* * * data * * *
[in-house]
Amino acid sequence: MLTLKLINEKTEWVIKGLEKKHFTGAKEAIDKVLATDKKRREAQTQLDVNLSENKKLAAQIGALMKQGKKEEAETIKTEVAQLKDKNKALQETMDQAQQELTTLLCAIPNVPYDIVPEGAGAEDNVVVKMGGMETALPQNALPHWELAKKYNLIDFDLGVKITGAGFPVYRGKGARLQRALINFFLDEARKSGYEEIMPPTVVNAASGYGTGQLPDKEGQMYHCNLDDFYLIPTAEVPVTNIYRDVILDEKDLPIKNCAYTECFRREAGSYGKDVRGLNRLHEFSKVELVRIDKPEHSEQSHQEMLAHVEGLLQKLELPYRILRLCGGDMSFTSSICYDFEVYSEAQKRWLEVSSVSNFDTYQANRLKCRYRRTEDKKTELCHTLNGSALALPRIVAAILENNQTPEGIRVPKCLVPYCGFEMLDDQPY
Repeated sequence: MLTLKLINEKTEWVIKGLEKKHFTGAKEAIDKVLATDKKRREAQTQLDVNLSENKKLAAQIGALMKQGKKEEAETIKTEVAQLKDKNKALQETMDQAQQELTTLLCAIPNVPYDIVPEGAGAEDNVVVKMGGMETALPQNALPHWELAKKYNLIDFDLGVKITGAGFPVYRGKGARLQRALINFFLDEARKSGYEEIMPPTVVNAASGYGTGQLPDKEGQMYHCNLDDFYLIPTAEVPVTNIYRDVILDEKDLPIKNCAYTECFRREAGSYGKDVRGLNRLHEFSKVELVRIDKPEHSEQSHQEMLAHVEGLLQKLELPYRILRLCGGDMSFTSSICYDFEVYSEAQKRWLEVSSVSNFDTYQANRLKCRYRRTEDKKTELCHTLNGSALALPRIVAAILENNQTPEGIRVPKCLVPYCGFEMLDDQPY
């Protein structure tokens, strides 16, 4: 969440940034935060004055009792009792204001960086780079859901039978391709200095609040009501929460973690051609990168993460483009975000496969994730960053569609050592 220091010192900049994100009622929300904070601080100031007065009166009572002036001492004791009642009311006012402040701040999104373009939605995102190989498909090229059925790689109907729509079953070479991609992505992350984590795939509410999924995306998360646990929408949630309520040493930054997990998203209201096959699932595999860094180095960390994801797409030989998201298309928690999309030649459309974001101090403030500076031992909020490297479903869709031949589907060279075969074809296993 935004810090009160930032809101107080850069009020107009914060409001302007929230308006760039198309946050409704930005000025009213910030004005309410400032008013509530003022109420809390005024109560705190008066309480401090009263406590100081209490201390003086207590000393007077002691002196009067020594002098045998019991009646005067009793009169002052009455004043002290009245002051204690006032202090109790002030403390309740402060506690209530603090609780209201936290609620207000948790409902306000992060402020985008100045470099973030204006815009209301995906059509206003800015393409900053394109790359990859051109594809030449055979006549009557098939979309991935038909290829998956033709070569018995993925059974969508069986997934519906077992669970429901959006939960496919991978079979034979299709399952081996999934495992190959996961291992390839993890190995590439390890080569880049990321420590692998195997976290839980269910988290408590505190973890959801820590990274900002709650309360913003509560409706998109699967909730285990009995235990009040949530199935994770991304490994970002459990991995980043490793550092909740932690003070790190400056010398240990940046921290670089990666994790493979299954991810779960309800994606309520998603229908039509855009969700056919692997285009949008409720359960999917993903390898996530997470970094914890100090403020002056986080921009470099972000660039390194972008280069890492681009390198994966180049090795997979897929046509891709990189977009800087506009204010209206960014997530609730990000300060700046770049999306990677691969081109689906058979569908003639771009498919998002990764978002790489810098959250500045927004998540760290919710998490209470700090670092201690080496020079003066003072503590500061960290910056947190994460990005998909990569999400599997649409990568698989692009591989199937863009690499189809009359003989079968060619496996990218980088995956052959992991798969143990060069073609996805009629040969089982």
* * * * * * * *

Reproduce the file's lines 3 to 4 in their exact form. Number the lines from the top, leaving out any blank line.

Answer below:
Repeated sequence: MLTLKLINEKTEWVIKGLEKKHFTGAKEAIDKVLATDKKRREAQTQLDVNLSENKKLAAQIGALMKQGKKEEAETIKTEVAQLKDKNKALQETMDQAQQELTTLLCAIPNVPYDIVPEGAGAEDNVVVKMGGMETALPQNALPHWELAKKYNLIDFDLGVKITGAGFPVYRGKGARLQRALINFFLDEARKSGYEEIMPPTVVNAASGYGTGQLPDKEGQMYHCNLDDFYLIPTAEVPVTNIYRDVILDEKDLPIKNCAYTECFRREAGSYGKDVRGLNRLHEFSKVELVRIDKPEHSEQSHQEMLAHVEGLLQKLELPYRILRLCGGDMSFTSSICYDFEVYSEAQKRWLEVSSVSNFDTYQANRLKCRYRRTEDKKTELCHTLNGSALALPRIVAAILENNQTPEGIRVPKCLVPYCGFEMLDDQPY
């Protein structure tokens, strides 16, 4: 969440940034935060004055009792009792204001960086780079859901039978391709200095609040009501929460973690051609990168993460483009975000496969994730960053569609050592 220091010192900049994100009622929300904070601080100031007065009166009572002036001492004791009642009311006012402040701040999104373009939605995102190989498909090229059925790689109907729509079953070479991609992505992350984590795939509410999924995306998360646990929408949630309520040493930054997990998203209201096959699932595999860094180095960390994801797409030989998201298309928690999309030649459309974001101090403030500076031992909020490297479903869709031949589907060279075969074809296993 935004810090009160930032809101107080850069009020107009914060409001302007929230308006760039198309946050409704930005000025009213910030004005309410400032008013509530003022109420809390005024109560705190008066309480401090009263406590100081209490201390003086207590000393007077002691002196009067020594002098045998019991009646005067009793009169002052009455004043002290009245002051204690006032202090109790002030403390309740402060506690209530603090609780209201936290609620207000948790409902306000992060402020985008100045470099973030204006815009209301995906059509206003800015393409900053394109790359990859051109594809030449055979006549009557098939979309991935038909290829998956033709070569018995993925059974969508069986997934519906077992669970429901959006939960496919991978079979034979299709399952081996999934495992190959996961291992390839993890190995590439390890080569880049990321420590692998195997976290839980269910988290408590505190973890959801820590990274900002709650309360913003509560409706998109699967909730285990009995235990009040949530199935994770991304490994970002459990991995980043490793550092909740932690003070790190400056010398240990940046921290670089990666994790493979299954991810779960309800994606309520998603229908039509855009969700056919692997285009949008409720359960999917993903390898996530997470970094914890100090403020002056986080921009470099972000660039390194972008280069890492681009390198994966180049090795997979897929046509891709990189977009800087506009204010209206960014997530609730990000300060700046770049999306990677691969081109689906058979569908003639771009498919998002990764978002790489810098959250500045927004998540760290919710998490209470700090670092201690080496020079003066003072503590500061960290910056947190994460990005998909990569999400599997649409990568698989692009591989199937863009690499189809009359003989079968060619496996990218980088995956052959992991798969143990060069073609996805009629040969089982």